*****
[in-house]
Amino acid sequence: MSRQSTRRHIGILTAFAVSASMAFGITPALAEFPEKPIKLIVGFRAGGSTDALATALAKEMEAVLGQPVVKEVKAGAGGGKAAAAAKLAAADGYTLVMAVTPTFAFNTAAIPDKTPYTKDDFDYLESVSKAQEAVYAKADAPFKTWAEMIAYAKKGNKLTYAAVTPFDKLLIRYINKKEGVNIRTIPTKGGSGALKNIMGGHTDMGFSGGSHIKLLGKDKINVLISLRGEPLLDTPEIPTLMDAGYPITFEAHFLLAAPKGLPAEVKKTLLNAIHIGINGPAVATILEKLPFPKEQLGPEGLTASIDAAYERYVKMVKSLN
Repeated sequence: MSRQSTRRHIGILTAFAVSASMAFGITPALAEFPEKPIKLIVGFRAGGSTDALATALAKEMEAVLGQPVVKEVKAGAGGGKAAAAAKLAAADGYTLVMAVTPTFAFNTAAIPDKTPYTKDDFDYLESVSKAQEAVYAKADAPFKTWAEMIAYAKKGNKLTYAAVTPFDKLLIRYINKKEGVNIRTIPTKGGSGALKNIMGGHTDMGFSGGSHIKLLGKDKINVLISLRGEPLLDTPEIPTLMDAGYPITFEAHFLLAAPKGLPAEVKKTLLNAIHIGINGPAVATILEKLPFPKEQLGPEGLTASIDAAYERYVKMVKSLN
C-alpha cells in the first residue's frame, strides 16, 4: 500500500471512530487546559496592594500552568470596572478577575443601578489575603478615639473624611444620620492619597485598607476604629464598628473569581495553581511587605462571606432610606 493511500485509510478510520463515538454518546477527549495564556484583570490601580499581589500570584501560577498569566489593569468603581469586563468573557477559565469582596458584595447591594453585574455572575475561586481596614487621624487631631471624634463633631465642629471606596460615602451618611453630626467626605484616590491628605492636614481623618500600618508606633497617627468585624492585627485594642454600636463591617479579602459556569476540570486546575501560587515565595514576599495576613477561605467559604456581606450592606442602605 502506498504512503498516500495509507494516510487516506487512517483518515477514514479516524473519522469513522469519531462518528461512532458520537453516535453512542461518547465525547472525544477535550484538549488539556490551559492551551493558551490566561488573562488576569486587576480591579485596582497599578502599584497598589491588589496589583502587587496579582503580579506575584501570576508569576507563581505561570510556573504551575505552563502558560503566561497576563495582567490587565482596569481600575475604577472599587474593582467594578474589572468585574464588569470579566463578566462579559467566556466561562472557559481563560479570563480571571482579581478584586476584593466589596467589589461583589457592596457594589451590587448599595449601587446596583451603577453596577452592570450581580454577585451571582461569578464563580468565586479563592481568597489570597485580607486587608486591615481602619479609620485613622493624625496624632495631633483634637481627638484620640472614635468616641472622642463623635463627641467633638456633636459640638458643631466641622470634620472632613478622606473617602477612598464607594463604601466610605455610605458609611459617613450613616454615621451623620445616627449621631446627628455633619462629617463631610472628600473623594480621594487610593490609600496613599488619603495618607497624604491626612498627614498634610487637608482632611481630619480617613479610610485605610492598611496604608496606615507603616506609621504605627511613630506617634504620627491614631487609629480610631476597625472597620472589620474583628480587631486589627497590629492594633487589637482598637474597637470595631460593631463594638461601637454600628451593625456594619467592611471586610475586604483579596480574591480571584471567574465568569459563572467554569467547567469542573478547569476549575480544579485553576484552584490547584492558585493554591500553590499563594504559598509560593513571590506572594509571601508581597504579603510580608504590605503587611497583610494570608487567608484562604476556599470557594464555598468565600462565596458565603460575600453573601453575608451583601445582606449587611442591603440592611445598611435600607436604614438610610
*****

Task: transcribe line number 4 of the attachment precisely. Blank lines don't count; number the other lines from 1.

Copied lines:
C-alpha cells in the first residue's frame, strides 16, 4: 500500500471512530487546559496592594500552568470596572478577575443601578489575603478615639473624611444620620492619597485598607476604629464598628473569581495553581511587605462571606432610606 493511500485509510478510520463515538454518546477527549495564556484583570490601580499581589500570584501560577498569566489593569468603581469586563468573557477559565469582596458584595447591594453585574455572575475561586481596614487621624487631631471624634463633631465642629471606596460615602451618611453630626467626605484616590491628605492636614481623618500600618508606633497617627468585624492585627485594642454600636463591617479579602459556569476540570486546575501560587515565595514576599495576613477561605467559604456581606450592606442602605 502506498504512503498516500495509507494516510487516506487512517483518515477514514479516524473519522469513522469519531462518528461512532458520537453516535453512542461518547465525547472525544477535550484538549488539556490551559492551551493558551490566561488573562488576569486587576480591579485596582497599578502599584497598589491588589496589583502587587496579582503580579506575584501570576508569576507563581505561570510556573504551575505552563502558560503566561497576563495582567490587565482596569481600575475604577472599587474593582467594578474589572468585574464588569470579566463578566462579559467566556466561562472557559481563560479570563480571571482579581478584586476584593466589596467589589461583589457592596457594589451590587448599595449601587446596583451603577453596577452592570450581580454577585451571582461569578464563580468565586479563592481568597489570597485580607486587608486591615481602619479609620485613622493624625496624632495631633483634637481627638484620640472614635468616641472622642463623635463627641467633638456633636459640638458643631466641622470634620472632613478622606473617602477612598464607594463604601466610605455610605458609611459617613450613616454615621451623620445616627449621631446627628455633619462629617463631610472628600473623594480621594487610593490609600496613599488619603495618607497624604491626612498627614498634610487637608482632611481630619480617613479610610485605610492598611496604608496606615507603616506609621504605627511613630506617634504620627491614631487609629480610631476597625472597620472589620474583628480587631486589627497590629492594633487589637482598637474597637470595631460593631463594638461601637454600628451593625456594619467592611471586610475586604483579596480574591480571584471567574465568569459563572467554569467547567469542573478547569476549575480544579485553576484552584490547584492558585493554591500553590499563594504559598509560593513571590506572594509571601508581597504579603510580608504590605503587611497583610494570608487567608484562604476556599470557594464555598468565600462565596458565603460575600453573601453575608451583601445582606449587611442591603440592611445598611435600607436604614438610610